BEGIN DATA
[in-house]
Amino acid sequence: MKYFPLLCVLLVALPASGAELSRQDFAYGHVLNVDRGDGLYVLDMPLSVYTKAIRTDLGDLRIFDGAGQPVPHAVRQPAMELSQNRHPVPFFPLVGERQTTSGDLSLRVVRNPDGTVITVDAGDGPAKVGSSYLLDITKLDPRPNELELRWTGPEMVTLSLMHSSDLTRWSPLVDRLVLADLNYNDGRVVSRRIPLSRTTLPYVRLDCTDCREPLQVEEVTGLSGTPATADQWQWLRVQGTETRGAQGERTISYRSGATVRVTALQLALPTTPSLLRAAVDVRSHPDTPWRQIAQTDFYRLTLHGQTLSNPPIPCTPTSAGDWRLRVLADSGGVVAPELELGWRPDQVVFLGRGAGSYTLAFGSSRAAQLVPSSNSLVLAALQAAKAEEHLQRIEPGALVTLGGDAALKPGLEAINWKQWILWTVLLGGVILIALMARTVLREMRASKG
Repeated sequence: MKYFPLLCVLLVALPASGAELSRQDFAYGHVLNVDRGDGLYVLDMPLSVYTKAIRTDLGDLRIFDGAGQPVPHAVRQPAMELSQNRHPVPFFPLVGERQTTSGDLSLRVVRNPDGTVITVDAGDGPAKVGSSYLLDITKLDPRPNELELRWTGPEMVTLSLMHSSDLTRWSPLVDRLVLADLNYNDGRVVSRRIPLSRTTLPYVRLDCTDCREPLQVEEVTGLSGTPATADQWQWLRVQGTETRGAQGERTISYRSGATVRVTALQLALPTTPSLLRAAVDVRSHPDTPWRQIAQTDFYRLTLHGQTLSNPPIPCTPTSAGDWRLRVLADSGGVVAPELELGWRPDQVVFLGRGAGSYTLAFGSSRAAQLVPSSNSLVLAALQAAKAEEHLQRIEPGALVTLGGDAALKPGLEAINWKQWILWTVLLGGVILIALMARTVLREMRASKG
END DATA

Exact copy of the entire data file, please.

[in-house]
Amino acid sequence: MKYFPLLCVLLVALPASGAELSRQDFAYGHVLNVDRGDGLYVLDMPLSVYTKAIRTDLGDLRIFDGAGQPVPHAVRQPAMELSQNRHPVPFFPLVGERQTTSGDLSLRVVRNPDGTVITVDAGDGPAKVGSSYLLDITKLDPRPNELELRWTGPEMVTLSLMHSSDLTRWSPLVDRLVLADLNYNDGRVVSRRIPLSRTTLPYVRLDCTDCREPLQVEEVTGLSGTPATADQWQWLRVQGTETRGAQGERTISYRSGATVRVTALQLALPTTPSLLRAAVDVRSHPDTPWRQIAQTDFYRLTLHGQTLSNPPIPCTPTSAGDWRLRVLADSGGVVAPELELGWRPDQVVFLGRGAGSYTLAFGSSRAAQLVPSSNSLVLAALQAAKAEEHLQRIEPGALVTLGGDAALKPGLEAINWKQWILWTVLLGGVILIALMARTVLREMRASKG
Repeated sequence: MKYFPLLCVLLVALPASGAELSRQDFAYGHVLNVDRGDGLYVLDMPLSVYTKAIRTDLGDLRIFDGAGQPVPHAVRQPAMELSQNRHPVPFFPLVGERQTTSGDLSLRVVRNPDGTVITVDAGDGPAKVGSSYLLDITKLDPRPNELELRWTGPEMVTLSLMHSSDLTRWSPLVDRLVLADLNYNDGRVVSRRIPLSRTTLPYVRLDCTDCREPLQVEEVTGLSGTPATADQWQWLRVQGTETRGAQGERTISYRSGATVRVTALQLALPTTPSLLRAAVDVRSHPDTPWRQIAQTDFYRLTLHGQTLSNPPIPCTPTSAGDWRLRVLADSGGVVAPELELGWRPDQVVFLGRGAGSYTLAFGSSRAAQLVPSSNSLVLAALQAAKAEEHLQRIEPGALVTLGGDAALKPGLEAINWKQWILWTVLLGGVILIALMARTVLREMRASKG